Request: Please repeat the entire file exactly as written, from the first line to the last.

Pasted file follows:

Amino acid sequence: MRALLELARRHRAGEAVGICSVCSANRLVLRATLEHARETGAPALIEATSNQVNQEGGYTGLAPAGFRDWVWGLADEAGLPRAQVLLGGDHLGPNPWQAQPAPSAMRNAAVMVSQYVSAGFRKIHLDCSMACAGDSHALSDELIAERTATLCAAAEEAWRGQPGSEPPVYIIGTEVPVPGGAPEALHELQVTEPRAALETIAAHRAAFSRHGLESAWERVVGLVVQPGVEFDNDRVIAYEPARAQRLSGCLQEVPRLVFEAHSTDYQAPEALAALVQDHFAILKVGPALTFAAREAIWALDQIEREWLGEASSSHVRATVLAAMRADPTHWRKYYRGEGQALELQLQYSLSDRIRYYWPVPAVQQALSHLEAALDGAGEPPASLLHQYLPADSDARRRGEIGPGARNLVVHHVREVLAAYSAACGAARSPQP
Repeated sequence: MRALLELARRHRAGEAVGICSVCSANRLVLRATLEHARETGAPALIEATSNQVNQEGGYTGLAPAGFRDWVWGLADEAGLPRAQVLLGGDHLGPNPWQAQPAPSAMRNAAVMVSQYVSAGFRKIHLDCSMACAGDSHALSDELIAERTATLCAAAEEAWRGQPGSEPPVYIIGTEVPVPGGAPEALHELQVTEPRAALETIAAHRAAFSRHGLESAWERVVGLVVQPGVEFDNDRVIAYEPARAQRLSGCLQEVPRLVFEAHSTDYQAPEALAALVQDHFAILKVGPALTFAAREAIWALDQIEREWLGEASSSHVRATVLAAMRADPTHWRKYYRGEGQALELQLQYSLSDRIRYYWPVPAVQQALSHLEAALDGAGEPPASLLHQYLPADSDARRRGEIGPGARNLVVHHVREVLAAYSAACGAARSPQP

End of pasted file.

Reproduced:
Amino acid sequence: MRALLELARRHRAGEAVGICSVCSANRLVLRATLEHARETGAPALIEATSNQVNQEGGYTGLAPAGFRDWVWGLADEAGLPRAQVLLGGDHLGPNPWQAQPAPSAMRNAAVMVSQYVSAGFRKIHLDCSMACAGDSHALSDELIAERTATLCAAAEEAWRGQPGSEPPVYIIGTEVPVPGGAPEALHELQVTEPRAALETIAAHRAAFSRHGLESAWERVVGLVVQPGVEFDNDRVIAYEPARAQRLSGCLQEVPRLVFEAHSTDYQAPEALAALVQDHFAILKVGPALTFAAREAIWALDQIEREWLGEASSSHVRATVLAAMRADPTHWRKYYRGEGQALELQLQYSLSDRIRYYWPVPAVQQALSHLEAALDGAGEPPASLLHQYLPADSDARRRGEIGPGARNLVVHHVREVLAAYSAACGAARSPQP
Repeated sequence: MRALLELARRHRAGEAVGICSVCSANRLVLRATLEHARETGAPALIEATSNQVNQEGGYTGLAPAGFRDWVWGLADEAGLPRAQVLLGGDHLGPNPWQAQPAPSAMRNAAVMVSQYVSAGFRKIHLDCSMACAGDSHALSDELIAERTATLCAAAEEAWRGQPGSEPPVYIIGTEVPVPGGAPEALHELQVTEPRAALETIAAHRAAFSRHGLESAWERVVGLVVQPGVEFDNDRVIAYEPARAQRLSGCLQEVPRLVFEAHSTDYQAPEALAALVQDHFAILKVGPALTFAAREAIWALDQIEREWLGEASSSHVRATVLAAMRADPTHWRKYYRGEGQALELQLQYSLSDRIRYYWPVPAVQQALSHLEAALDGAGEPPASLLHQYLPADSDARRRGEIGPGARNLVVHHVREVLAAYSAACGAARSPQP